Believe In Your Own Fairytale narrates a young woman’s quest to achieve dreams all thought impossible. While being raised in a poor, black household on a small island does not make one the perfect candidate for a happily-ever-after, Fletcher shows that fairytales are real for those who find the magic in themselves. It is a journey of self-discovery, relationship with God and overcoming hardships including grief, disappointment, depression, poverty, anxiety and overcoming many psychological barriers to manifest true purpose. If you’ve ever doubted that your dreams are too big or maybe never believed in fairytales at all, then this is the book for you. It is designed for all the wanderers, dreamers and every person who has felt like their goals were so big it scared them and everyone else around them. It is for those who lack support from others and struggle daily to achieve their lifelong goals.
Yuh’ see when you’re born in 1990 and yuh’ grow up as an only child to a poor, black, single-parent mother in the Caribbean, wanting to become a New York Times best-selling author and broadcast journalist living in the big apple seems like a real FAIRYTALE. My childhood dream of becoming the “Caribbean Carrie Bradshaw” was often mocked and turned away by locals who told me, “give up Kay-Marie dem’ ting’ does only happen in books and movies”. Determined to prove everyone wrong and do so by age 25, I set out on the pursuit of happiness as a young, naïve but strong-minded island-girl. However, my journey to achieve these goals was often disrupted by many hardships and this book details how I dealt with them. These include grief, disappointment, depression, and poverty, anxiety, crossing geographical borders and overcoming many psychological barriers.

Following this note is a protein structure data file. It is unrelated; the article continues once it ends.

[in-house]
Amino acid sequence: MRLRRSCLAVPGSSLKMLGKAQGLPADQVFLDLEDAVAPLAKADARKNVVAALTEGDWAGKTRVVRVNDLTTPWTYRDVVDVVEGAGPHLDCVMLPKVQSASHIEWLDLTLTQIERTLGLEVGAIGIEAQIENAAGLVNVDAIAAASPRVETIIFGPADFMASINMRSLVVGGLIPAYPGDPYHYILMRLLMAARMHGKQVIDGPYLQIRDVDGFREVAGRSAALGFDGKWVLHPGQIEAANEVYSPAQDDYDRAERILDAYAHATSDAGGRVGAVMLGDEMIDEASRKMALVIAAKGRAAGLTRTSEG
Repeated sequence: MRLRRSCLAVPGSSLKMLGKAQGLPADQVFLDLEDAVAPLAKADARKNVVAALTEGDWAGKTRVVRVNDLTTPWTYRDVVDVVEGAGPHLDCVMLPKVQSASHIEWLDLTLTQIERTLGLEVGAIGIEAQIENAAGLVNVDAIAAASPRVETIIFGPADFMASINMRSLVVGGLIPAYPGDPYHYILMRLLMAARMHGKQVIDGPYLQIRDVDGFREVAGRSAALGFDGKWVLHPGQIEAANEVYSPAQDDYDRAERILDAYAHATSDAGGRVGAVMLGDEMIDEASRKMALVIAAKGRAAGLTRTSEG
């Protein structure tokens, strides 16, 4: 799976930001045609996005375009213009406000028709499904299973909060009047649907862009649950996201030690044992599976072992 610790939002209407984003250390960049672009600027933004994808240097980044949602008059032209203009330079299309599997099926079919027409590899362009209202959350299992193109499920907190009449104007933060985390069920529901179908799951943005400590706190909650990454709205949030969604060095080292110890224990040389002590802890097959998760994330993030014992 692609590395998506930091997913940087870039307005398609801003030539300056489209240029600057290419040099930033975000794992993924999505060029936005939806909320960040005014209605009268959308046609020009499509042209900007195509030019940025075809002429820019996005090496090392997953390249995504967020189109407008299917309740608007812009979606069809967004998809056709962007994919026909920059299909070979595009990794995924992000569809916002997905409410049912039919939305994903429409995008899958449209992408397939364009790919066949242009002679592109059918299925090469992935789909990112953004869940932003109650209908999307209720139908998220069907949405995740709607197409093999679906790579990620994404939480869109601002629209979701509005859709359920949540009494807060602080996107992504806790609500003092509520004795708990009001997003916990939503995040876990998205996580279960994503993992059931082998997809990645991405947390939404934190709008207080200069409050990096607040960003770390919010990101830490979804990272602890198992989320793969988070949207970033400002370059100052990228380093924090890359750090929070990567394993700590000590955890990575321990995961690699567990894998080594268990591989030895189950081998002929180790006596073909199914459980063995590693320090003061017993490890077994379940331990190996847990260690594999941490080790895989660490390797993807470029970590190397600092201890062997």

The unexpected death of my grandmother and uncle, which made me struggle to complete university, was just one of many. This caused me great turmoil, since Education had to be my ticket into a better life. After being rejected to do my post-grad studies in the U.S., I was forced to take an ordinary desk job to earn a living. Meanwhile, I hoped that finding true love would be a worthy compromise. Sadly, I looked for it in all the wrong guys.
Luckily, I landed my dream job as a journalist at the largest local news station back home. Soon after taking it however, my old dream resurfaced and I was finally given the chance to migrate to the United States. By then, I had to choose between giving up the life I’d always imagined overseas and accepting what seemed to be my new fate in Trinidad. But, what happened next completely overturned my life. After surviving a horrific car accident on my 25th birthday, I woke up to an epiphany that my fairytale was much more than just becoming a big city girl. Taking a leap of faith to go after my dreams, developing a relationship with God, and discovering my true purpose in life became my real happily ever after.
This book also gives an entirely new outlook to the traditional concept of what we know a ‘fairytale’ to be. Unlike others, each chapter unravels a whole new definition of the term ‘fairytale’ and intends to convince the minds of those who never believed in fairytales at all. When you read this book you will discover that your fairytales are your dreams, your purpose, your truth, your vision, your deepest thoughts, your inner magic, your baby, your goals, your prophetic call, your diamond, your destiny, and your recipe for success, just to name a few.
|Product dimensions:||5.98(w) x 9.02(h) x 0.54(d)|
About the Author